Sunday, January 20, 2008

Pregame jitters

Well, sure, of course I'm nervous. Nervous that Shawne Merriman and Shaun Phillips will get their share of cracks at Tom Brady, especially since Matt Light and Nick Kaczur both had a touch of flu this week. Nervous that Darren Sproles will blow past the Pats' aging linebackers just as he did against Indy's faster unit a week ago. Nervous that Chris Chambers and Vincent Jackson will win more than their share of jump balls against the Pats' shrimpy cornerbacks.

Nervous about the impossibly high stakes of this game, and the legacy as the Undisputed Greatest Team Ever that depends upon a victory today and another in two weeks. I want this so bad I can feel it. I can't imagine how wild this must be for the players.

But mostly it's those good kind of nerves, the ones you have when you're on the brink of something special or fun or meaningful. You'd think we'd become jaded after watching the Pats make it to five AFC championship games this decade, that playing for a trip to the Super Bowl wouldn't seem as special as it did in, say, '96 or '01. Yet after all this team has accomplished in the Bill Belichick Era, I'm glad to report that making it to this moment and anticipating what's to come still gets the butterflies dancing in the belly.

Besides, it's a mistake to confuse nervousness with a lack of confidence. While you have to respect the Chargers, not only for what they did to the Colts last weekend but for the depth of talent on their roster, I can't convince myself that a team coached by Norv Turner and quarterbacked by Billy Volek or the insufferable Philip Rivers is going to win a big game against Bill Belichick and Brady. The Patriots have an enormous advantage at head coach and quarterback. I imagine you probably knew that, huh?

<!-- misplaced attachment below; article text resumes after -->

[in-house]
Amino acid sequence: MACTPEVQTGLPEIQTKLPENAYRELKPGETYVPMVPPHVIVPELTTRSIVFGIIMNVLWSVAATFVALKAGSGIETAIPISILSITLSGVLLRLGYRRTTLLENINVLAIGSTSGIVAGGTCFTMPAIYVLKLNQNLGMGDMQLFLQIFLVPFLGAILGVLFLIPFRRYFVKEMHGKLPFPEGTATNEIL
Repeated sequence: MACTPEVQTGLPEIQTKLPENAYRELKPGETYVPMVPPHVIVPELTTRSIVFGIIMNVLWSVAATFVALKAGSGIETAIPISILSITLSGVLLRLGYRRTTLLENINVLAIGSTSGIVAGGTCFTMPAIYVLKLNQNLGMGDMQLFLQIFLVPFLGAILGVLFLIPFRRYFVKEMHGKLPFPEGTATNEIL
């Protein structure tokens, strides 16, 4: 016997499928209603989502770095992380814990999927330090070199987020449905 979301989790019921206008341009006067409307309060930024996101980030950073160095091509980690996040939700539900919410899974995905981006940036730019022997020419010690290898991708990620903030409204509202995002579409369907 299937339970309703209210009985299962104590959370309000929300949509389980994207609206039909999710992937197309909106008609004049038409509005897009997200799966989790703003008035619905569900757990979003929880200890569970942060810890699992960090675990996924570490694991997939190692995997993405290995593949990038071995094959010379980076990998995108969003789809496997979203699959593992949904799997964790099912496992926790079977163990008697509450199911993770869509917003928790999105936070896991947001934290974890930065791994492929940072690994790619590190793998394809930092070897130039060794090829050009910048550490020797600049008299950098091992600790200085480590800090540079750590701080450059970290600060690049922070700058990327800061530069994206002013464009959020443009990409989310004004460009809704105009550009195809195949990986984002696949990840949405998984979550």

And while it's natural to be nervous about those potential plot twists I mentioned in the first paragraph, the truth is the Chargers have much, much more to be worried about. With Antonio Gates and LaDainian Tomlinson looking iffy, the offense could be without its two best playmakers, though I have to admit I have major questions about LT's toughness after he missed the rest of the Indy game with what turned out to be a minor injury. There are no questions about the toughness of the Chargers' defense - but there are plenty about their personnel. Antonio Cromartie is a terrific cornerback, which by my accounting means that San Diego has exactly one high-quality defensive back. I just cannot see them slowing the Patriots' passing game whatsoever. Even if Randy Moss's mind is still on the dreaded Consensual Horseplay Scandal, he will have his moments. Plus, no one has stopped Wes Welker yet, and Drayton Florence sure as hell won't be the first. Spectacularly and efficiently, the Pats will get their points.

I do realize that the Chargers come into this with nothing to lose, which makes them all the more dangerous. The victory over the Colts already gives them a season-defining, feel-good theme for the NFL Films highlight reel; there's really no pressure on them. They should be loose and confident, and you know Merriman, Stephen Cooper, and friends will be jabbering and smack-talking from the time they arrive at the stadium. Which, precisely, is why it would nice, if not quite imperative, for the Pats to jump to an early 10-0 or 14-0 lead, just to remind the Chargers, hardly the mentally toughest team in the league, who they're dealing with and that the cause is hopeless.

But even if they don't silence the Chargers early, you know they will do it eventually.

Patriots, 37-17.

Next up, a trip to Arizona. Where history awaits.

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